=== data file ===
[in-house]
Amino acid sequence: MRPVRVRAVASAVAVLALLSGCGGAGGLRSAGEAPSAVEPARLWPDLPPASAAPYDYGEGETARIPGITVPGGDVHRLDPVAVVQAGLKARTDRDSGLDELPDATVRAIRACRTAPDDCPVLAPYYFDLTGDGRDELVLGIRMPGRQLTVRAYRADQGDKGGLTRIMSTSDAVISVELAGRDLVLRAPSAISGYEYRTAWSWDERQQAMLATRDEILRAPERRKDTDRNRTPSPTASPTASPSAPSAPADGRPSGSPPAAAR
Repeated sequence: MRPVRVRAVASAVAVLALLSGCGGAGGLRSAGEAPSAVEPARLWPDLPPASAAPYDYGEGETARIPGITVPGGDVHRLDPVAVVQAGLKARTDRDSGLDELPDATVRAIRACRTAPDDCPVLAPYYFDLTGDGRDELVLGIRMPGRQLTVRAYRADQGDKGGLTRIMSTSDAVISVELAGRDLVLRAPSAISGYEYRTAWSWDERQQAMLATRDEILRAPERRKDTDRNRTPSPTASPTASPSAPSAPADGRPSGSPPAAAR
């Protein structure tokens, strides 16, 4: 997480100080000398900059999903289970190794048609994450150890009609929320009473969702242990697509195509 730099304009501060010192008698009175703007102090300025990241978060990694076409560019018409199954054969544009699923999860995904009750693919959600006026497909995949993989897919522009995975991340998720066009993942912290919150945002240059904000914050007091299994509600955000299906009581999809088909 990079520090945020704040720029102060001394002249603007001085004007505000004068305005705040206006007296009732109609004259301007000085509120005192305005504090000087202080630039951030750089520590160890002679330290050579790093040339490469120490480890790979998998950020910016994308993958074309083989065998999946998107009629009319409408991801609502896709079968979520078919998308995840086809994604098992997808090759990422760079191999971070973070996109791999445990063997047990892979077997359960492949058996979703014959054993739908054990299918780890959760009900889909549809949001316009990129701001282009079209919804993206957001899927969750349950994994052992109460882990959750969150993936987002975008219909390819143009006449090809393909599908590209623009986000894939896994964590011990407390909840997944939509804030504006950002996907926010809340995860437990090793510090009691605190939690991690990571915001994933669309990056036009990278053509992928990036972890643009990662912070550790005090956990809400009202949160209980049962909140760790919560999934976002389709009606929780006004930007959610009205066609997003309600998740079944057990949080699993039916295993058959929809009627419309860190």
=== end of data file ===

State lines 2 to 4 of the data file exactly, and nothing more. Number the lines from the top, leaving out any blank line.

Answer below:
Amino acid sequence: MRPVRVRAVASAVAVLALLSGCGGAGGLRSAGEAPSAVEPARLWPDLPPASAAPYDYGEGETARIPGITVPGGDVHRLDPVAVVQAGLKARTDRDSGLDELPDATVRAIRACRTAPDDCPVLAPYYFDLTGDGRDELVLGIRMPGRQLTVRAYRADQGDKGGLTRIMSTSDAVISVELAGRDLVLRAPSAISGYEYRTAWSWDERQQAMLATRDEILRAPERRKDTDRNRTPSPTASPTASPSAPSAPADGRPSGSPPAAAR
Repeated sequence: MRPVRVRAVASAVAVLALLSGCGGAGGLRSAGEAPSAVEPARLWPDLPPASAAPYDYGEGETARIPGITVPGGDVHRLDPVAVVQAGLKARTDRDSGLDELPDATVRAIRACRTAPDDCPVLAPYYFDLTGDGRDELVLGIRMPGRQLTVRAYRADQGDKGGLTRIMSTSDAVISVELAGRDLVLRAPSAISGYEYRTAWSWDERQQAMLATRDEILRAPERRKDTDRNRTPSPTASPTASPSAPSAPADGRPSGSPPAAAR
């Protein structure tokens, strides 16, 4: 997480100080000398900059999903289970190794048609994450150890009609929320009473969702242990697509195509 730099304009501060010192008698009175703007102090300025990241978060990694076409560019018409199954054969544009699923999860995904009750693919959600006026497909995949993989897919522009995975991340998720066009993942912290919150945002240059904000914050007091299994509600955000299906009581999809088909 990079520090945020704040720029102060001394002249603007001085004007505000004068305005705040206006007296009732109609004259301007000085509120005192305005504090000087202080630039951030750089520590160890002679330290050579790093040339490469120490480890790979998998950020910016994308993958074309083989065998999946998107009629009319409408991801609502896709079968979520078919998308995840086809994604098992997808090759990422760079191999971070973070996109791999445990063997047990892979077997359960492949058996979703014959054993739908054990299918780890959760009900889909549809949001316009990129701001282009079209919804993206957001899927969750349950994994052992109460882990959750969150993936987002975008219909390819143009006449090809393909599908590209623009986000894939896994964590011990407390909840997944939509804030504006950002996907926010809340995860437990090793510090009691605190939690991690990571915001994933669309990056036009990278053509992928990036972890643009990662912070550790005090956990809400009202949160209980049962909140760790919560999934976002389709009606929780006004930007959610009205066609997003309600998740079944057990949080699993039916295993058959929809009627419309860190």